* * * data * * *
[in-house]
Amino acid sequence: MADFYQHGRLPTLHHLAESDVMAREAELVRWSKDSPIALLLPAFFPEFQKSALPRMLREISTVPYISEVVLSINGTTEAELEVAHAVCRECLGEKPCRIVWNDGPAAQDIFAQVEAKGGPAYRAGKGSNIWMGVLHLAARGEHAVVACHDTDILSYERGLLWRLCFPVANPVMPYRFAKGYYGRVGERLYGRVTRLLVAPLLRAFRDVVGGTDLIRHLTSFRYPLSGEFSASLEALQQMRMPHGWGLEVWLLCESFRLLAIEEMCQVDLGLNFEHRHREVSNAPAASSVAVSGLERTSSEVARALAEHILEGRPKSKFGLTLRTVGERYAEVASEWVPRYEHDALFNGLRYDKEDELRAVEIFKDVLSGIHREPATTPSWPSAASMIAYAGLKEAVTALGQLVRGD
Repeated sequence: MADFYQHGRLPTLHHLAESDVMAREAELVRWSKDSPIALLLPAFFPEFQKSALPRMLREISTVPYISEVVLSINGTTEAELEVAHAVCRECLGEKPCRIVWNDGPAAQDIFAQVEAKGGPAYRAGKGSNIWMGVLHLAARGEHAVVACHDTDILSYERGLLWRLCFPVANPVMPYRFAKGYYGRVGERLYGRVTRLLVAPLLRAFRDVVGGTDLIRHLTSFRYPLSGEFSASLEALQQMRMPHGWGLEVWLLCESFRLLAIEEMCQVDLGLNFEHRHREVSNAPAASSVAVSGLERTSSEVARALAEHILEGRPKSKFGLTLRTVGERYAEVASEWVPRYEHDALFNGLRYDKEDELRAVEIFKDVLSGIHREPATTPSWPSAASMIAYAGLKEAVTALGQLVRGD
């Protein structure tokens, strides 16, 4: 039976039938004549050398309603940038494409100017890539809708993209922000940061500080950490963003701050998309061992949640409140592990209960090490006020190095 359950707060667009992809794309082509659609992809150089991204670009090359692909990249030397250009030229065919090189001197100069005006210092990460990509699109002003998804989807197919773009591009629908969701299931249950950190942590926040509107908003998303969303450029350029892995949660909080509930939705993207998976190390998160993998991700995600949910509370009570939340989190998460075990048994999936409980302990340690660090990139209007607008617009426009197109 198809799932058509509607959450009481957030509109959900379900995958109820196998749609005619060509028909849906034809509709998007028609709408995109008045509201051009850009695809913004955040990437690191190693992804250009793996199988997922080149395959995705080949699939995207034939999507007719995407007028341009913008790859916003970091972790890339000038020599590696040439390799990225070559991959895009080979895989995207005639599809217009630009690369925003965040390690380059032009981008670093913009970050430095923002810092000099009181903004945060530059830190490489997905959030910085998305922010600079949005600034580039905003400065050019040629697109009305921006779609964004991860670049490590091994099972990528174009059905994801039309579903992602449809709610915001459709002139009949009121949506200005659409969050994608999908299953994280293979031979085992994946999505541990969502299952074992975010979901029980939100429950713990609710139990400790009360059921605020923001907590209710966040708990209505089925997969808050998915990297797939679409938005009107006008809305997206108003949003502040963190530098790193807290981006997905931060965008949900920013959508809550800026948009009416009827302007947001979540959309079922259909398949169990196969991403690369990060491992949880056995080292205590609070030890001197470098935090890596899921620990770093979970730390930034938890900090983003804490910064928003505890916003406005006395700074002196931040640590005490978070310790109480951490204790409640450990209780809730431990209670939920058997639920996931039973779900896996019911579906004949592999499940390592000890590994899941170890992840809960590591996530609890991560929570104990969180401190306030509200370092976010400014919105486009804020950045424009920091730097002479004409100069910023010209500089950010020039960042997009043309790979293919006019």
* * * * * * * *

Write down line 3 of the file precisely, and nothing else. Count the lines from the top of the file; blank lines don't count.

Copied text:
Repeated sequence: MADFYQHGRLPTLHHLAESDVMAREAELVRWSKDSPIALLLPAFFPEFQKSALPRMLREISTVPYISEVVLSINGTTEAELEVAHAVCRECLGEKPCRIVWNDGPAAQDIFAQVEAKGGPAYRAGKGSNIWMGVLHLAARGEHAVVACHDTDILSYERGLLWRLCFPVANPVMPYRFAKGYYGRVGERLYGRVTRLLVAPLLRAFRDVVGGTDLIRHLTSFRYPLSGEFSASLEALQQMRMPHGWGLEVWLLCESFRLLAIEEMCQVDLGLNFEHRHREVSNAPAASSVAVSGLERTSSEVARALAEHILEGRPKSKFGLTLRTVGERYAEVASEWVPRYEHDALFNGLRYDKEDELRAVEIFKDVLSGIHREPATTPSWPSAASMIAYAGLKEAVTALGQLVRGD